Those that do understand history are the very first to repeat its mistakes.
And there is no clearer illustration of this principle than the efforts by Loudoun County Board of Supervisor Chairwoman Phyllis Randall (D) and her efforts to remove the Confederate soldier monument in Leesburg.
Let’s look at some facts.
Nearly 1,000 Loudoun County residents fought for the Confederacy from 1861-1865, with around 200 dying for that cause.
My great-great grandfather was one of them.
Samuel Athey, from Loudoun County, was a poor farmer. He enlisted in the 5th Virginia Cavalry in 1861. Later he was captured at the Second Battle of Martinsburg, was shipped as a prisoner of war all the way to Vicksburg, Mississippi, and when exchanged, walked all the way back to Virginia to rejoin his unit. Later he had his horse shot out from under him at the Battle of Brandy Station. Samuel survived the war, but many of his friends -- and my ancestors -- did not.
These were real people, most of which were poor and fighting because the federal troops invaded their home. It is that simple.
The statue at the courthouse in Leesburg simply says it is for our Confederate war dead. It does not glorify anything, but rather commemorates their sacrifices.
Many people today now oppose President George W. Bush’s Iraq War, which led to the death of several hundred thousand Iraqi citizens. Does this mean, that years in the future, because of public opinion (and mine) that believes that the war was unconstitutional and wrong, we start ripping down memorials to the rank and file soldiers who perished in that conflict? Of course not.
Add to that the fact that ‘free men of color’ from Loudoun County, the period term for non-slave African Americans, fought for the Confederacy, and by removing the monument you are also removing a memorial to their sacrifices. You will start to see that history is not black and white.
In a rush to appease a movement for the political profit, politicians all around the republic and the commonwealth are rushing to remove memorials to individuals, long dead, who are not here to defend themselves.
And by doing so, they are sewing the seeds for more division in our nation, rather than, as the veterans of that terrible war fought to do, heal the wounds of a divided nation.
The facts are there for those that want to read them and not just score political points. Virginia did not secede from the Union when Lincoln was elected, but rather seceded when the federal government demanded Virginia provide troops to suppress those states that already had left the Union.
Viewing this as an armed invasion and the suppression of the rights of those states to secede, Virginians voted to secede. An interesting footnote in this is that the chief justice of the United States Supreme Court, Samuel Chase, agreed in 1865 that secession is constitutional. If, after the war, treason charges were leveled against ex-Confederates, it would “lay 600,000 dead on the steps of the White House”.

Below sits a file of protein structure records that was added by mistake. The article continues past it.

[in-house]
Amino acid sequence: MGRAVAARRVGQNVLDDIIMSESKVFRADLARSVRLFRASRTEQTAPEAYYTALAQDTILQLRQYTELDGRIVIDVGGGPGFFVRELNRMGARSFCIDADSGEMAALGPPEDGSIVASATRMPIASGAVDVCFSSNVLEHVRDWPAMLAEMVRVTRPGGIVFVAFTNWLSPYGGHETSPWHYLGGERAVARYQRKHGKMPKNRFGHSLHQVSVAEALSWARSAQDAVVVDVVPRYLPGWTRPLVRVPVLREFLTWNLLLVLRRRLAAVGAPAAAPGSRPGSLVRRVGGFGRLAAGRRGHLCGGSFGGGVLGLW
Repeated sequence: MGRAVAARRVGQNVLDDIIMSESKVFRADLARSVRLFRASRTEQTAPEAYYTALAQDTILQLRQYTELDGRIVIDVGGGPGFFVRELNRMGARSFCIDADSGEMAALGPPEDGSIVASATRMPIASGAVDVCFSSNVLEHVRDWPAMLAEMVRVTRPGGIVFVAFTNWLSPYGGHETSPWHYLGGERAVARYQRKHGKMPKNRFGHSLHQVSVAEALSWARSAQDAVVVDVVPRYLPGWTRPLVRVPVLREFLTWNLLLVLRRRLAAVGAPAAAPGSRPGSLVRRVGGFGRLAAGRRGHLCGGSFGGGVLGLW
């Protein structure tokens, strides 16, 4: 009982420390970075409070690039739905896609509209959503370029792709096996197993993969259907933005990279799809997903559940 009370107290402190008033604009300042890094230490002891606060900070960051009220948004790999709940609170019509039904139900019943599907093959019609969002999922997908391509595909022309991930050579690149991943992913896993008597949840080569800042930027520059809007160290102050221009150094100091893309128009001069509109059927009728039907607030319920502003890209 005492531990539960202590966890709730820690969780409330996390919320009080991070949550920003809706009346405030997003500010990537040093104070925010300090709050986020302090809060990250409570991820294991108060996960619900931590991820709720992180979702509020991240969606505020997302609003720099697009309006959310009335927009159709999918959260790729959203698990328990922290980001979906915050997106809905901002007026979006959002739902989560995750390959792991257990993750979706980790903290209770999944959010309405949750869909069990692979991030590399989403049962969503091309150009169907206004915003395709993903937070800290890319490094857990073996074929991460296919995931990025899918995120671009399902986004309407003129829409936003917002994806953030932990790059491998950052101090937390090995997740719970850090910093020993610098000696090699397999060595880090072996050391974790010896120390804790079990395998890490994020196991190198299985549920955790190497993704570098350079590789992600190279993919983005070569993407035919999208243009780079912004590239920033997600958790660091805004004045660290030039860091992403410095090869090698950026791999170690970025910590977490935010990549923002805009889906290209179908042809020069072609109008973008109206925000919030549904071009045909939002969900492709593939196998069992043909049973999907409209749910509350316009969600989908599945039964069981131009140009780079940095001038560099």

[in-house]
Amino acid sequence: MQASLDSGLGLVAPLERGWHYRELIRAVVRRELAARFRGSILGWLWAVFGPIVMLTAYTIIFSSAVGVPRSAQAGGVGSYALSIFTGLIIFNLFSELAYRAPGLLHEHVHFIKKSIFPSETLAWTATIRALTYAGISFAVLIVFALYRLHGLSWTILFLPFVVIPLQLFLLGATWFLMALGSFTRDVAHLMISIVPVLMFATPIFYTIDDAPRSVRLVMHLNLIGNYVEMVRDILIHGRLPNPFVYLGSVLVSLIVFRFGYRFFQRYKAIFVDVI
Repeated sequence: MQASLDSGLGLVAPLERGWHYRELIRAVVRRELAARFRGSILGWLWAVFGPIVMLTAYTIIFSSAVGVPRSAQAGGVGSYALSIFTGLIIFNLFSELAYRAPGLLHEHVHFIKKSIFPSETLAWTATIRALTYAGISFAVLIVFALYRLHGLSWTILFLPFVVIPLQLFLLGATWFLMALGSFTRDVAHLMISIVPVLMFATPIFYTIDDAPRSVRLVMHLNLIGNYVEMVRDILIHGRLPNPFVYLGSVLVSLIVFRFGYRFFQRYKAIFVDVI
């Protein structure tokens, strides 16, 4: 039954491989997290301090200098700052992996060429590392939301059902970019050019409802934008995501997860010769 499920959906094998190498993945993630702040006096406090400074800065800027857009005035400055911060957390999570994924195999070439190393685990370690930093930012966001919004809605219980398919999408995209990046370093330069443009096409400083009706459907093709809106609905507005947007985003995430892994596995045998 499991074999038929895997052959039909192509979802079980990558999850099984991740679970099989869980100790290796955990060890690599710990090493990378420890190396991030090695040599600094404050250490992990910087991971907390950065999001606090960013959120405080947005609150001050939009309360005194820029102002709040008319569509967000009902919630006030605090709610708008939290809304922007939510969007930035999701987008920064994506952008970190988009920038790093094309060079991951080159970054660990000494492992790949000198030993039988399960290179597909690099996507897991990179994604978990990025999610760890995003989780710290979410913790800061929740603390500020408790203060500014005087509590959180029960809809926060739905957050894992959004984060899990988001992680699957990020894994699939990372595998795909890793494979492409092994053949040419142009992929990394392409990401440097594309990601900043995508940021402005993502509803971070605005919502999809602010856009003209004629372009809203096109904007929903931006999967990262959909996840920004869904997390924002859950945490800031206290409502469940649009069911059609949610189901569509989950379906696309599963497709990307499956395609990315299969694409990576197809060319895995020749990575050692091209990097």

Therefore, no ex-Confederates were ever prosecuted for treason to the Constitution.
Another misrepresented fact is the claim that Confederate monuments were put up during the Jim Crow Era. Now, of course these immoral and horrible laws spanned quite a few decades, but the monuments were not erected because of the Jim Crow laws. The answer if simpler.
Immediately after the war the South was destitute and virtually destroyed, both physically and financially. As they attempted to rebuild their lives, local civic groups began to raise funds. The first use of these funds was to provide care for the hundreds of thousands of wounded and maimed soldiers. They had to take care of the living first. Next these funds were used to bring home the war dead, from far away places such as Vicksburg, Mississippi, and Gettysburg, Pennsylvania. Unlike federal soldiers, whom the government paid to have reburied in national cemeteries, Confederate dead lay in mass graves, mostly unmarked and left for farm animals to root up their bodies. So the next step was to bring those brave men home to be buried in their native soil.
This was a massive effort that took decades.
Finally, after living veterans were cared for and the dead brought home, civic organizations, many made up of veterans and widows themselves, began to fundraise to build memorials to the dead. This is why it took decades to erect these monuments, such as the one in Leesburg. Not to glorify the cause for which they fought, but rather to honor the husbands, sons, fathers and brothers killed in that horrible war.
Another little-known fact is that hundreds of Loudoun County residents fought for the Union as well -- many also dying during the struggle.
If our goal is to heal the wounds of division, as all the veterans of the war agreed, then the right answer is to instead add a monument to those sacrifices as well.
Combine both monuments to all the war dead as a memorial to all who died for the cause they each held dear.
We should never sew the seeds of more division, for that will lead to more anger, hate and possibly violence.
If we learn nothing else from the horrible war from 1861-1865, I pray that we learn that politicians, for political gain, will gladly turn the people against each other, leading to strife and violence.
Just like those boys that the memorial in Leesburg honors.
S. Chris Anders